TUSCALOOSA, Ala. -- Alabama thought it beat Houston by using a balanced attack -- at least that's what the numbers showed.
In this case, the numbers lied.
Sure, the 275 yards on the ground and 230 through the air looked like an even attack. But in putting up those numbers in a 37-10 win over Houston last Saturday, the 18th-ranked Crimson Tide ignored an entire facet of its game -- throwing the ball downfield.
Through two games this season, one can count on two fingers how many times Alabama has successfully gone deep -- a 51-yard touchdown from Andrew Zow to Shaun Alexander against Vanderbilt, and Tim Bowen's diving 31-yard catch from Tyler Watts against Houston.
Plenty of passing plays have been called, but take out the screens and the shovels and it's obvious the Tide has struggled to execute its passing game.
"I think it's going to be crucial that we throw the football better," Alabama coach Mike DuBose said. "I'm disappointed in our vertical passing game. We've talked about trying to throw the football deep and throw it deep with some success, and we still have not been able to do that."
Alabama has definitely tried to go deep -- the Tide opened the game against Houston by calling for a pass but Zow was sacked for a loss before he could get the ball off.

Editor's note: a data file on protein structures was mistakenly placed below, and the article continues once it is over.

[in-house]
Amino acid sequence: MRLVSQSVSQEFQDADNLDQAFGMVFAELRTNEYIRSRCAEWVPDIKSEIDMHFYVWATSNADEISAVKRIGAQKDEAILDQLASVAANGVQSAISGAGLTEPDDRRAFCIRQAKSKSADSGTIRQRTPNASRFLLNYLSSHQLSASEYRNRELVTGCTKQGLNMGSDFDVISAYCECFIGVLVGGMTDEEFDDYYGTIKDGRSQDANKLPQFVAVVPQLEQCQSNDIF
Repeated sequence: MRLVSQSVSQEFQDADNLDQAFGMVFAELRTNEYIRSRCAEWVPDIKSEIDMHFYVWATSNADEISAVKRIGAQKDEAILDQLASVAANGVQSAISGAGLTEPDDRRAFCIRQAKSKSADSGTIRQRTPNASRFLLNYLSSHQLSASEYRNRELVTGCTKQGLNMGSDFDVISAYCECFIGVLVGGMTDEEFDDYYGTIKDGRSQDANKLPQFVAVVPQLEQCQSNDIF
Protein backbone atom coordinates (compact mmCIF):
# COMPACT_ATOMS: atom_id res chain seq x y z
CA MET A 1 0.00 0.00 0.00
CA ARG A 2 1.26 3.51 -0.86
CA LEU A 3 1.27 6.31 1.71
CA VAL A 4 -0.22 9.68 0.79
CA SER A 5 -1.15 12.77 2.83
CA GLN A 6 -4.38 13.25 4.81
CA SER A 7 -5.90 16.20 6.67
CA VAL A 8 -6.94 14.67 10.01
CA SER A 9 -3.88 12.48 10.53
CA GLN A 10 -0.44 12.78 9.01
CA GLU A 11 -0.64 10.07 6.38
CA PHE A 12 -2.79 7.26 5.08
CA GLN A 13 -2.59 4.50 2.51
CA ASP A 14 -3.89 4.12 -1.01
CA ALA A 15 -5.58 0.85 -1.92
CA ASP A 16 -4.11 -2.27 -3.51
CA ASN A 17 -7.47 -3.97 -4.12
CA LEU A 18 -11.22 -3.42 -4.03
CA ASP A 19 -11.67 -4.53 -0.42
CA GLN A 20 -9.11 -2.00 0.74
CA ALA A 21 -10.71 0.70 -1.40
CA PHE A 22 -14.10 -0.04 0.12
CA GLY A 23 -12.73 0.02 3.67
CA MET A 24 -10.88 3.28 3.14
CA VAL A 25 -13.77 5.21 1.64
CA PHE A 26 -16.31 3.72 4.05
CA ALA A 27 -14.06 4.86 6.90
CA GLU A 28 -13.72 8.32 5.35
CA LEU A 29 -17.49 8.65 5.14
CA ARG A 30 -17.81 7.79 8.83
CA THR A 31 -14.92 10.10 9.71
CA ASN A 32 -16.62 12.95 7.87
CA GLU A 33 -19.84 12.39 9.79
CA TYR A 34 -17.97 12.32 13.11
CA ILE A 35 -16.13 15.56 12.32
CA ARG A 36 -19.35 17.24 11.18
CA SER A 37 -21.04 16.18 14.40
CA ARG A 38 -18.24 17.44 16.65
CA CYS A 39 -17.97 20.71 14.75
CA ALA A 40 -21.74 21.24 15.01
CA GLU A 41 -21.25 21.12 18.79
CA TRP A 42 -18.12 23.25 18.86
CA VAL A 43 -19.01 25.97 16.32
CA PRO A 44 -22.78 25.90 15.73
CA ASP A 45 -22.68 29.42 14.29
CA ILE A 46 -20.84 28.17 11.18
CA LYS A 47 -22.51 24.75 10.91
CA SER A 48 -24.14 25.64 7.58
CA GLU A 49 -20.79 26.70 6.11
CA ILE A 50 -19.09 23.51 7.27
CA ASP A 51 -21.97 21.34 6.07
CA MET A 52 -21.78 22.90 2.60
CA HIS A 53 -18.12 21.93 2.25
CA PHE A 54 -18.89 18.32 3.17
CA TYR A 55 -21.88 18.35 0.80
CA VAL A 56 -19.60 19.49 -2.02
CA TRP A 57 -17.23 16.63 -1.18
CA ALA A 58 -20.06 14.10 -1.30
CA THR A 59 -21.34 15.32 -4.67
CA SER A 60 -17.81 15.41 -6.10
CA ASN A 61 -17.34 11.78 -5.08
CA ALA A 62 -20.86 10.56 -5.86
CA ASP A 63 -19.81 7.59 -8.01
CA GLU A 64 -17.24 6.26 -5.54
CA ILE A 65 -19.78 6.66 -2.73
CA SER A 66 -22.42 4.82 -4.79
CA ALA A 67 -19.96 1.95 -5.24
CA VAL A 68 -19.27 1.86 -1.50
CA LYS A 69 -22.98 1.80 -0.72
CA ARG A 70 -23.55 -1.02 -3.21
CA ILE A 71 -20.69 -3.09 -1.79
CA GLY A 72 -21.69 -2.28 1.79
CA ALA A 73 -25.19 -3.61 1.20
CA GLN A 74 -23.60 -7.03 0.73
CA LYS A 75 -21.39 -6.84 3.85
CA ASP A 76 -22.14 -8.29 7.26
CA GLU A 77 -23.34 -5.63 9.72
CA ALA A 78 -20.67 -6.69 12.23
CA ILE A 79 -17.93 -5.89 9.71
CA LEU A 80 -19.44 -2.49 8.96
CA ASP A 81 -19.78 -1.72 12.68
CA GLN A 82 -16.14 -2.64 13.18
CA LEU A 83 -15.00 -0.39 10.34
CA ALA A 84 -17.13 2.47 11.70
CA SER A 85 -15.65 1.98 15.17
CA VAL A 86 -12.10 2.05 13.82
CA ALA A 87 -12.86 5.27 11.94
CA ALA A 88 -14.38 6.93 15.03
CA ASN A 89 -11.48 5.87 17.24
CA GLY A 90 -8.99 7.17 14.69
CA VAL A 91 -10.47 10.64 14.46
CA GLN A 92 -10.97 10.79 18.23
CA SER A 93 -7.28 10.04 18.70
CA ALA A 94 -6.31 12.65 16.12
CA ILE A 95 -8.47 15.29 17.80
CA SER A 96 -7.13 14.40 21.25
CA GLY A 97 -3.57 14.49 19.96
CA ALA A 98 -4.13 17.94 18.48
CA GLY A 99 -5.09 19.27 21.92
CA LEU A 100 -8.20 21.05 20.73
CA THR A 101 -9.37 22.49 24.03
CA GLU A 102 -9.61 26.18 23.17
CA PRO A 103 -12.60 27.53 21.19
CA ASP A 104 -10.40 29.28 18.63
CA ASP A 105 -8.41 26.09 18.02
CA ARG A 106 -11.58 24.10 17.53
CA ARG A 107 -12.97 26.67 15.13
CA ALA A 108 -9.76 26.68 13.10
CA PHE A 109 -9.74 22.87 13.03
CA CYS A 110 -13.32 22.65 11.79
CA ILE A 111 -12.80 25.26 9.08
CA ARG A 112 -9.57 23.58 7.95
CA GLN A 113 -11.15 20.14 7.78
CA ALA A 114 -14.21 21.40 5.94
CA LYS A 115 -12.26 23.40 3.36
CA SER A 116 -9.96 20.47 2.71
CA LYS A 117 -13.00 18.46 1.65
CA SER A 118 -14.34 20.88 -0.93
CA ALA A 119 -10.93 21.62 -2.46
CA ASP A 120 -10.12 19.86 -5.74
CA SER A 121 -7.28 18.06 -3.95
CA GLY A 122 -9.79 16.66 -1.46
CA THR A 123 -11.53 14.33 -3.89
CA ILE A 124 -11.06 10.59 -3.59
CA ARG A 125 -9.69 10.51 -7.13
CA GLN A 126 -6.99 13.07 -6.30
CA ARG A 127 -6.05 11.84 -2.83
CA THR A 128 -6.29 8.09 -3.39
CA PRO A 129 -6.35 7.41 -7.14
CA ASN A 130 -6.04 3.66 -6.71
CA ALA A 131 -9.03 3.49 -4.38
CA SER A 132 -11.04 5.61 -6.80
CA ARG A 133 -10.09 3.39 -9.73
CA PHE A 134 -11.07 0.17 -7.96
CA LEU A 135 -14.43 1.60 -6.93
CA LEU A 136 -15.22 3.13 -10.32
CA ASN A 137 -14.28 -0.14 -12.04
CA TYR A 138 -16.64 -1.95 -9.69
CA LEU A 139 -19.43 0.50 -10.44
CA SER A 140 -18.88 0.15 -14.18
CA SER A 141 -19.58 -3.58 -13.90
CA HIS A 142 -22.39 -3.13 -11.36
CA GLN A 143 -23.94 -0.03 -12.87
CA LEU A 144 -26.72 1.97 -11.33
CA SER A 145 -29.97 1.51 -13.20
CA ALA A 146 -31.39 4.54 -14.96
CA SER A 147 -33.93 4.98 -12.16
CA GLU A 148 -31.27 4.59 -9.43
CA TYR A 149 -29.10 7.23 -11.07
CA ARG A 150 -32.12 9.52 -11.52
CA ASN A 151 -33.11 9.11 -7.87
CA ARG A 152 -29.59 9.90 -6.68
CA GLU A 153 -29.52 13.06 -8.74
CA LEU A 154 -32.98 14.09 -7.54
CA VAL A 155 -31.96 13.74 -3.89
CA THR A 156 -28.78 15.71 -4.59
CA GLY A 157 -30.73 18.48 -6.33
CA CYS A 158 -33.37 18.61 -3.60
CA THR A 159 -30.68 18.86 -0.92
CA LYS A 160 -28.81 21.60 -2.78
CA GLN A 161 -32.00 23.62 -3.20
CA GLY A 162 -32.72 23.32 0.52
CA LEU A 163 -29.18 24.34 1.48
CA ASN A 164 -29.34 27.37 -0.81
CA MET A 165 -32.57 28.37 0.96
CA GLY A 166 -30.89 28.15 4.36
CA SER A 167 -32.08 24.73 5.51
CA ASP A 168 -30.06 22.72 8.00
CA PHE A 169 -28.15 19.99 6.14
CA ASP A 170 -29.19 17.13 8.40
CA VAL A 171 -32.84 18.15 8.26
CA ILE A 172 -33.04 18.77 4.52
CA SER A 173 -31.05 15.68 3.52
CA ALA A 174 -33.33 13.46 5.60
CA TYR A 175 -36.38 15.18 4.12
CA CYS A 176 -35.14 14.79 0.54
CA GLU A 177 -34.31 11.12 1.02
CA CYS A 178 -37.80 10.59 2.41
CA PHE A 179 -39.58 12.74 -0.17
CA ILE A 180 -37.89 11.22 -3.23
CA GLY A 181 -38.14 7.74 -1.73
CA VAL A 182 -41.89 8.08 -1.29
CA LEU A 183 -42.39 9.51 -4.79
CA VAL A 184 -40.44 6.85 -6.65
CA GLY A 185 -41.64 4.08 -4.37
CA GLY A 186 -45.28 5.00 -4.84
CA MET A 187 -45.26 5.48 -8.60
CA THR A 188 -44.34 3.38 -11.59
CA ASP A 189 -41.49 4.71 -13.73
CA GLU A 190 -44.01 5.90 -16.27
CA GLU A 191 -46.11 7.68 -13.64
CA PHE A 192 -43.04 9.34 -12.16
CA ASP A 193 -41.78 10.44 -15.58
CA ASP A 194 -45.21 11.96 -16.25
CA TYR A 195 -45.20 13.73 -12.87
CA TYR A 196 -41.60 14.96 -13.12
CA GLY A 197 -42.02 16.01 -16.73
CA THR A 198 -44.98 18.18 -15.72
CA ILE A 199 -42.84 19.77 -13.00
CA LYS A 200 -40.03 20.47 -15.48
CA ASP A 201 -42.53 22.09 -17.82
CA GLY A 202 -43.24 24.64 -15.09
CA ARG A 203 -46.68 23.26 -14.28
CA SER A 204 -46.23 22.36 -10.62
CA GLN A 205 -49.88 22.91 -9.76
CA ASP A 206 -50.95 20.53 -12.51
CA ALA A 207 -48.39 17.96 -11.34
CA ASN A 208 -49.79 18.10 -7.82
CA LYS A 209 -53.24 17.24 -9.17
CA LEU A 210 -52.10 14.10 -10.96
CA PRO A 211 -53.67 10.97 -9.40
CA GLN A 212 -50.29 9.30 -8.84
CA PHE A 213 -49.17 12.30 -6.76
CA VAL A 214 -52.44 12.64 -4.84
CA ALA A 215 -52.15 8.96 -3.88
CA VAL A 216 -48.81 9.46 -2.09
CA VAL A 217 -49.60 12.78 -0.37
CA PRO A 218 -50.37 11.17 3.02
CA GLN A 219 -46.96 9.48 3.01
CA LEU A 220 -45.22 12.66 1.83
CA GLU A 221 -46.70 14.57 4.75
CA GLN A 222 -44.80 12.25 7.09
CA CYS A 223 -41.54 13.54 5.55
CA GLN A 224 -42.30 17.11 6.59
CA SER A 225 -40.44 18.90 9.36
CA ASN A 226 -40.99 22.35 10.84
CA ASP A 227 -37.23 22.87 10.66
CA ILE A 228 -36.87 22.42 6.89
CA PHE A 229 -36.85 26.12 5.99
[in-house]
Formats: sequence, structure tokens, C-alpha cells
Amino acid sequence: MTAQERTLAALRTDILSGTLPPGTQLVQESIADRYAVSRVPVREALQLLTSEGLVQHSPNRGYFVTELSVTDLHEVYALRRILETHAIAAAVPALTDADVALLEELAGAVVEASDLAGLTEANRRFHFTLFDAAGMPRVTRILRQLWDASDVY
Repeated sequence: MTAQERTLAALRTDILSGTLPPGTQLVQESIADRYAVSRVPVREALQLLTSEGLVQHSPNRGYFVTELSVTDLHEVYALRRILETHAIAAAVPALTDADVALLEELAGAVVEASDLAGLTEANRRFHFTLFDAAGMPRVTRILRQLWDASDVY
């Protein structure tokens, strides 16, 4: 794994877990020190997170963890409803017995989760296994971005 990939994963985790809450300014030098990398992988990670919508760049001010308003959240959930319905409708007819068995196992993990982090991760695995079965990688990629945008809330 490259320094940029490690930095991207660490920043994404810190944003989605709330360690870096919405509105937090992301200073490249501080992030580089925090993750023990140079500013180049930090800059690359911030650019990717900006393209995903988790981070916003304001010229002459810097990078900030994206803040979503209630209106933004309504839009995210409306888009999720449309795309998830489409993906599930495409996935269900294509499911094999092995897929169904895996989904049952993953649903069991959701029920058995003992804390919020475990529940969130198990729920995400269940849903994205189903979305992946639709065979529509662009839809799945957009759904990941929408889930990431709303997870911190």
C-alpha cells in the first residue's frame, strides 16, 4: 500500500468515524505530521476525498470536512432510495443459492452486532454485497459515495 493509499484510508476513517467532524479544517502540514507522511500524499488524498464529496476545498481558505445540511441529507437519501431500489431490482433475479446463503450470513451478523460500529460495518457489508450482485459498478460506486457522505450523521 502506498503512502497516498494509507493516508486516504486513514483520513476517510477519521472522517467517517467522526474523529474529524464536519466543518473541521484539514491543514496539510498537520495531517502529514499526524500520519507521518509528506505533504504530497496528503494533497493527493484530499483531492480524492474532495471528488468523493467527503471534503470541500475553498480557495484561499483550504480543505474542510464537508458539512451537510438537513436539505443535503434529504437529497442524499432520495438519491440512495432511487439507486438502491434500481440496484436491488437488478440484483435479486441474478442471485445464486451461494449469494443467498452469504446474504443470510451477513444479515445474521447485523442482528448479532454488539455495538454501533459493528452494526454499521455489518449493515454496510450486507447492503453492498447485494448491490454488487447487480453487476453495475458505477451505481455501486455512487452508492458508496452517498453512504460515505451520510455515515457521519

"The first play was meant to be thrown whether it's there or not," DuBose said. "It's one or two things -- we've got a chance for a completion and a big play or we're sending a message."
Neither happened, partly because Alabama's receivers have struggled to get open or, when they did, the pass was either out of reach or they were unable to make the play.
The Tide so far has gotten most of its production out of receiver Freddie Milons, who leads the team with seven catches. After that, tailback Alexander has five and receiver Jason McAddley only has four.
Tight end Terry Jones, Jr., picked up the slack for the receivers last week, catching three screen passes for a team-high 124 yards. That didn't go unnoticed by Alexander, who said he'll try to motivate the receivers a little bit this week.
"I'm going to embarrass them," he joked. "How do you let a tight end lead you in receiving for a game? Between him, Dustin (McClintock) and me, we're killing those guys."
Alexander, Jones and McClintock, a fullback, have combined for 10 of Alabama's 26 catches and 258 of its 431 receiving yards.
The receivers could redeem themselves against Louisiana Tech this week with the return of freshman Antonio Carter, who has been hobbled by an ankle sprain.
Carter, who will add speed to the receiving corps, practiced on Monday and said he was "nearly 100 percent."
DuBose thinks the deep threat will be better this week against the Bulldogs.
"To be completely honest, I think we just have to rep it a little bit more in practice," he said. "And we have to call it."
"It'll come," he said. "We've got the speed and we can stretch the field more. We have guys who are legitimate deep threats, so we'll be all right."
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